The accreditation site team from the Accrediting Council on Education in Journalism and Mass Communication finished a three-day visit to the UA School of Journalism Jan. 25 and recommended re-accreditation for six more years.
The three-member team praised students for their level of engagement and faculty and staff for their experience and dedication. David Cuillier, interim director of the School of Journalism, said the team also was "amazed at what the school has accomplished during the past six years under the leadership of Jacqueline Sharkey, such as moving to a new building, increasing faculty from five to 18, obtaining school status, implementing course fees and program fees, increasing minority students from 19 percent to 32 percent, bolstering research and grants, improving the curriculum, and developing campus partnerships in international journalism and science/environmental journalism. They see the school as an up-and-coming national leader in journalism education, and they view faculty members' passion and commitment to journalism as something that sets the program apart from other programs."
In particular, the accreditors listed the following strengths:
• Faculty with exceptional international media experience who attract outstanding international students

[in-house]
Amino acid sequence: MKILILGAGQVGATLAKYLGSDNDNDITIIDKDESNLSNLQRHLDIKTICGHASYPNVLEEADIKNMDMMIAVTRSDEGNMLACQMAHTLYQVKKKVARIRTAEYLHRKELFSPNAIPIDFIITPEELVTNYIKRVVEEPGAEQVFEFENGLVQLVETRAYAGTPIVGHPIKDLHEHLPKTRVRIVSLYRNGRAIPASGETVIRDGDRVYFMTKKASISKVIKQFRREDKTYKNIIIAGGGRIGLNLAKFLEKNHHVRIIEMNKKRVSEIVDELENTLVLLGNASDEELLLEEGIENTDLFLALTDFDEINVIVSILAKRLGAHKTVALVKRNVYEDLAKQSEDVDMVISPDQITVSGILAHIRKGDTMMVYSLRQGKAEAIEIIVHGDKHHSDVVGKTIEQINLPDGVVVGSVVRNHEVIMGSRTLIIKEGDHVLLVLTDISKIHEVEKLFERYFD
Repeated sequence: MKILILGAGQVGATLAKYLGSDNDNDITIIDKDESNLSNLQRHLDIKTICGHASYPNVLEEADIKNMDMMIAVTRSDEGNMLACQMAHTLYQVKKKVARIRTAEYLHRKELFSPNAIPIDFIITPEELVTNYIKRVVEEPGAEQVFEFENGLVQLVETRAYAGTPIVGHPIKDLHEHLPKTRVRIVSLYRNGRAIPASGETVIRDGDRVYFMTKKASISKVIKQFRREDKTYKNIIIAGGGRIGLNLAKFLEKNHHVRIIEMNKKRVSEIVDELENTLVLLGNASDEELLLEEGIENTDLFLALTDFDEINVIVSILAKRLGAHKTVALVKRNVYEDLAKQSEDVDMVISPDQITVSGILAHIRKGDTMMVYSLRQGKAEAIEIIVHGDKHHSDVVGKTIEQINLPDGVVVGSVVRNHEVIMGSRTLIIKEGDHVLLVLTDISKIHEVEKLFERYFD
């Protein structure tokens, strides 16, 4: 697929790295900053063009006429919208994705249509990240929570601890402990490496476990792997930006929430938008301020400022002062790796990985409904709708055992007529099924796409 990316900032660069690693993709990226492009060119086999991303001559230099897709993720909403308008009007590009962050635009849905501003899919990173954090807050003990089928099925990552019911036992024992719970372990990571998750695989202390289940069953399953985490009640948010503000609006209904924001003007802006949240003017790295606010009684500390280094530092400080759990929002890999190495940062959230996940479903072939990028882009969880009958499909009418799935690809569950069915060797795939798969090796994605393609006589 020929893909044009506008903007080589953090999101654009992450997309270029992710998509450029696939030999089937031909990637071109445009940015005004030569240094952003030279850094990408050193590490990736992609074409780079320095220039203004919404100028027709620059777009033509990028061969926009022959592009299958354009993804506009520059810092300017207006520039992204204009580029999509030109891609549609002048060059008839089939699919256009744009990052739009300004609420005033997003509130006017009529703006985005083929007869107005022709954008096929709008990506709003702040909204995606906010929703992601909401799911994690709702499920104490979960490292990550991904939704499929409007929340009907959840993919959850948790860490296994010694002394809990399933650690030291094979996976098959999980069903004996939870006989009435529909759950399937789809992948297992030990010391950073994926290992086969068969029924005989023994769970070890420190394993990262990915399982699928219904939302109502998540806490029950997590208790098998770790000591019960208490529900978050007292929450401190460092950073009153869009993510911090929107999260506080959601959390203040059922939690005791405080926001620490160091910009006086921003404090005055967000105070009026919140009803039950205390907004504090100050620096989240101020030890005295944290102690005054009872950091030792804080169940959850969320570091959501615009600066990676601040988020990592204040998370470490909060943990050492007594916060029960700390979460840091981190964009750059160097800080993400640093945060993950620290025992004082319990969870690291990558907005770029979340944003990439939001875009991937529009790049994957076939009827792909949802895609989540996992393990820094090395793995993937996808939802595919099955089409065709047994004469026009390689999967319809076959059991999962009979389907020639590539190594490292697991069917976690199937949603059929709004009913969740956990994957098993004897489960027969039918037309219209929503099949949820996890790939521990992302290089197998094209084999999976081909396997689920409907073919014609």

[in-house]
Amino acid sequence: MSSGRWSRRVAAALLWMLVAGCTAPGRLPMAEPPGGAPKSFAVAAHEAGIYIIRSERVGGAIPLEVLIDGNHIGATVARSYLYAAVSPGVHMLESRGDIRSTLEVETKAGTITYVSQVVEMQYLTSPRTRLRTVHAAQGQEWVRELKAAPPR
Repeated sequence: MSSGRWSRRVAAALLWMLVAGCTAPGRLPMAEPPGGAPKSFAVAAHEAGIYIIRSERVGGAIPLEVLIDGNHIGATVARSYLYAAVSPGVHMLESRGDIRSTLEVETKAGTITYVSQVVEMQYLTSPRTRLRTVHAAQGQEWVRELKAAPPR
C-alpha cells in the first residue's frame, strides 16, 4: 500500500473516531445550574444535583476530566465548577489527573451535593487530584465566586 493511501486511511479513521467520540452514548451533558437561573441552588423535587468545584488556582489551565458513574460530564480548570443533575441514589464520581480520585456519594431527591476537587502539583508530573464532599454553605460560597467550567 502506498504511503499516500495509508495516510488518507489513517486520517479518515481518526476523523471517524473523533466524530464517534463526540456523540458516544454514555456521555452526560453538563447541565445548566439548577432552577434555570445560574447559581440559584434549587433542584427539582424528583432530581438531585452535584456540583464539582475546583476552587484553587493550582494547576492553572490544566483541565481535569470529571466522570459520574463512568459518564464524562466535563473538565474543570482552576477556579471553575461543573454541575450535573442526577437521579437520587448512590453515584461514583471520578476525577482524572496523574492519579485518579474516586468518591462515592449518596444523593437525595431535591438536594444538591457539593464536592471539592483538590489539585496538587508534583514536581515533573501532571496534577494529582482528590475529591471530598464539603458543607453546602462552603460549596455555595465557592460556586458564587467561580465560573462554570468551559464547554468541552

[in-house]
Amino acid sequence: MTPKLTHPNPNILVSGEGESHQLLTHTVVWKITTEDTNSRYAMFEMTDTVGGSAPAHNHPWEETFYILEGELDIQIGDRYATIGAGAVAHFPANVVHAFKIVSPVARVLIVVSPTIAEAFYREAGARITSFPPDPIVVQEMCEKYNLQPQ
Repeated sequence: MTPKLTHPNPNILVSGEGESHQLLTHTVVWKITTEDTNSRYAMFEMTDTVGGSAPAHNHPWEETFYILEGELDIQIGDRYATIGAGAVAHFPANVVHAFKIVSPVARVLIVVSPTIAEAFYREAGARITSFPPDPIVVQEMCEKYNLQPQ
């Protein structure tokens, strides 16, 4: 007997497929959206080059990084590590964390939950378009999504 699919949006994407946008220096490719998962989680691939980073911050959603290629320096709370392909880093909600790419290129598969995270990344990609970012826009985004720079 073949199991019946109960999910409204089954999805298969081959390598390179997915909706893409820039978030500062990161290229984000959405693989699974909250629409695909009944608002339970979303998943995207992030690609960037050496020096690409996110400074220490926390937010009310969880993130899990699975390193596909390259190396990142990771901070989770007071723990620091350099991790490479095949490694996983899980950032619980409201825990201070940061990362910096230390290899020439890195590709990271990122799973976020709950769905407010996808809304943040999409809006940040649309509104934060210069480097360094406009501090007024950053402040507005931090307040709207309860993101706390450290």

• Legacy of former director's leadership
• International thrust in programming and in personnel
• Value added education that prepares students to convey information in professions beyond the field of journalism
• Transition of directors that has enabled the school to maintain momentum
• Resourceful acquisition of funding
• Faculty scholarship
• Exceptional co-curricular opportunities for students
• High-level of engagement of students
• Support of scholastic journalism
The program didn't pass the assessment standard, said Cuillier, "because we still need to do more to systematically measure student learning, but we easily passed the other eight standards (governance, curriculum, diversity, service, research, student services and resources)."
The site team also provided suggestions for how the program could improve, including in assessment, increasing diversity among permanent faculty, boosting multimedia curriculum, and dealing with the strain of tight resources, particularly the lack of operations funds.
"Having looked at a lot of programs' accreditation reports, including our previous ones, I can say this was particularly positive and is a testament to the strength of the school," said Cuillier. "We can be proud of what we've accomplished over the past six years, and what we will accomplish in the future!"